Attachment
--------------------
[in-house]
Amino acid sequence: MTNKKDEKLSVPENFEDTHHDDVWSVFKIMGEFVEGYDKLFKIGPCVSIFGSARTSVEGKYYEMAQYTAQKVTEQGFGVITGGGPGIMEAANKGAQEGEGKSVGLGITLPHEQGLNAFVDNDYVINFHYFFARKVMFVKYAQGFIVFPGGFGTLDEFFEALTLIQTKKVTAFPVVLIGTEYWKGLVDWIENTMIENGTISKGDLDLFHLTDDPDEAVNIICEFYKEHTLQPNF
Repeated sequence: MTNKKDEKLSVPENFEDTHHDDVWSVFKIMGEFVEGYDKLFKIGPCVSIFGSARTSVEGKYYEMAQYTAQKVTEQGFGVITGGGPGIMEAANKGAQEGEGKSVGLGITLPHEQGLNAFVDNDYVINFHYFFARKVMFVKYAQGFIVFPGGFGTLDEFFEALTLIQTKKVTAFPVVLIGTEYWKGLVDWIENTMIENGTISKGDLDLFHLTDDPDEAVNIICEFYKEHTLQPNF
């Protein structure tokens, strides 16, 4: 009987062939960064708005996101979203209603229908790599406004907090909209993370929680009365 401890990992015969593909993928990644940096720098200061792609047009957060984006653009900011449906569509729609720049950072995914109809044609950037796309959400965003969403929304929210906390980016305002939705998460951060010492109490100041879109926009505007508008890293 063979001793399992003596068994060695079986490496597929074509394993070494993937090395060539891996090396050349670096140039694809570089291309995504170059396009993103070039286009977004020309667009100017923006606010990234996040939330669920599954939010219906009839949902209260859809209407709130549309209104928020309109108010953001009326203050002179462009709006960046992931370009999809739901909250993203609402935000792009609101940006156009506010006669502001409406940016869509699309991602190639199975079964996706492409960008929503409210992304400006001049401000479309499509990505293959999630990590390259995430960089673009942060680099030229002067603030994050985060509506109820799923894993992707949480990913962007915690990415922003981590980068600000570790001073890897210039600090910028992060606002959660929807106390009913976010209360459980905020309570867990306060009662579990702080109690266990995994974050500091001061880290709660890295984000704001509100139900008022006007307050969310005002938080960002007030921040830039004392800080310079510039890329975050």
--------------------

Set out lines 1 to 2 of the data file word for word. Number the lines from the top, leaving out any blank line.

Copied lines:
[in-house]
Amino acid sequence: MTNKKDEKLSVPENFEDTHHDDVWSVFKIMGEFVEGYDKLFKIGPCVSIFGSARTSVEGKYYEMAQYTAQKVTEQGFGVITGGGPGIMEAANKGAQEGEGKSVGLGITLPHEQGLNAFVDNDYVINFHYFFARKVMFVKYAQGFIVFPGGFGTLDEFFEALTLIQTKKVTAFPVVLIGTEYWKGLVDWIENTMIENGTISKGDLDLFHLTDDPDEAVNIICEFYKEHTLQPNF